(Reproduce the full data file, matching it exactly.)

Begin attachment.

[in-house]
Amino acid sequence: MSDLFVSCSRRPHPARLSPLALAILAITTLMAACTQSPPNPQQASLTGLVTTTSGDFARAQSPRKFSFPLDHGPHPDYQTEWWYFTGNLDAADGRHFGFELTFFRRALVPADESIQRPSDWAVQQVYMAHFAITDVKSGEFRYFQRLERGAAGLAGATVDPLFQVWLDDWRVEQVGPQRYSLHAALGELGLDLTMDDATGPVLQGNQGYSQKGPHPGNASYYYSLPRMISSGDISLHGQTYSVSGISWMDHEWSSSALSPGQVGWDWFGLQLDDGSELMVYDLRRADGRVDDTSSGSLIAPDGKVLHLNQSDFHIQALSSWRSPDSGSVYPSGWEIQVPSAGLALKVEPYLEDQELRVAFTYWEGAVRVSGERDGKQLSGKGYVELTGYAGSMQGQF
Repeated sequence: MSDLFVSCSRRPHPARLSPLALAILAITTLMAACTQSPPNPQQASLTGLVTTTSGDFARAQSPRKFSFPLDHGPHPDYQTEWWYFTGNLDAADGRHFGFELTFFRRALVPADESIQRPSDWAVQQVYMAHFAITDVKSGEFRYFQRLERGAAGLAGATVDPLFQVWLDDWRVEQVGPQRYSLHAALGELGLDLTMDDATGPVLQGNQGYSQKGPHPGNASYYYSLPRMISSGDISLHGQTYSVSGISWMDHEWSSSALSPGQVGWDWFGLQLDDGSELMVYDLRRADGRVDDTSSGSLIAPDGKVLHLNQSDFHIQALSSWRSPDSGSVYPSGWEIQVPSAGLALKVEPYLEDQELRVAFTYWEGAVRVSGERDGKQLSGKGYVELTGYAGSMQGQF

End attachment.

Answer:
[in-house]
Amino acid sequence: MSDLFVSCSRRPHPARLSPLALAILAITTLMAACTQSPPNPQQASLTGLVTTTSGDFARAQSPRKFSFPLDHGPHPDYQTEWWYFTGNLDAADGRHFGFELTFFRRALVPADESIQRPSDWAVQQVYMAHFAITDVKSGEFRYFQRLERGAAGLAGATVDPLFQVWLDDWRVEQVGPQRYSLHAALGELGLDLTMDDATGPVLQGNQGYSQKGPHPGNASYYYSLPRMISSGDISLHGQTYSVSGISWMDHEWSSSALSPGQVGWDWFGLQLDDGSELMVYDLRRADGRVDDTSSGSLIAPDGKVLHLNQSDFHIQALSSWRSPDSGSVYPSGWEIQVPSAGLALKVEPYLEDQELRVAFTYWEGAVRVSGERDGKQLSGKGYVELTGYAGSMQGQF
Repeated sequence: MSDLFVSCSRRPHPARLSPLALAILAITTLMAACTQSPPNPQQASLTGLVTTTSGDFARAQSPRKFSFPLDHGPHPDYQTEWWYFTGNLDAADGRHFGFELTFFRRALVPADESIQRPSDWAVQQVYMAHFAITDVKSGEFRYFQRLERGAAGLAGATVDPLFQVWLDDWRVEQVGPQRYSLHAALGELGLDLTMDDATGPVLQGNQGYSQKGPHPGNASYYYSLPRMISSGDISLHGQTYSVSGISWMDHEWSSSALSPGQVGWDWFGLQLDDGSELMVYDLRRADGRVDDTSSGSLIAPDGKVLHLNQSDFHIQALSSWRSPDSGSVYPSGWEIQVPSAGLALKVEPYLEDQELRVAFTYWEGAVRVSGERDGKQLSGKGYVELTGYAGSMQGQF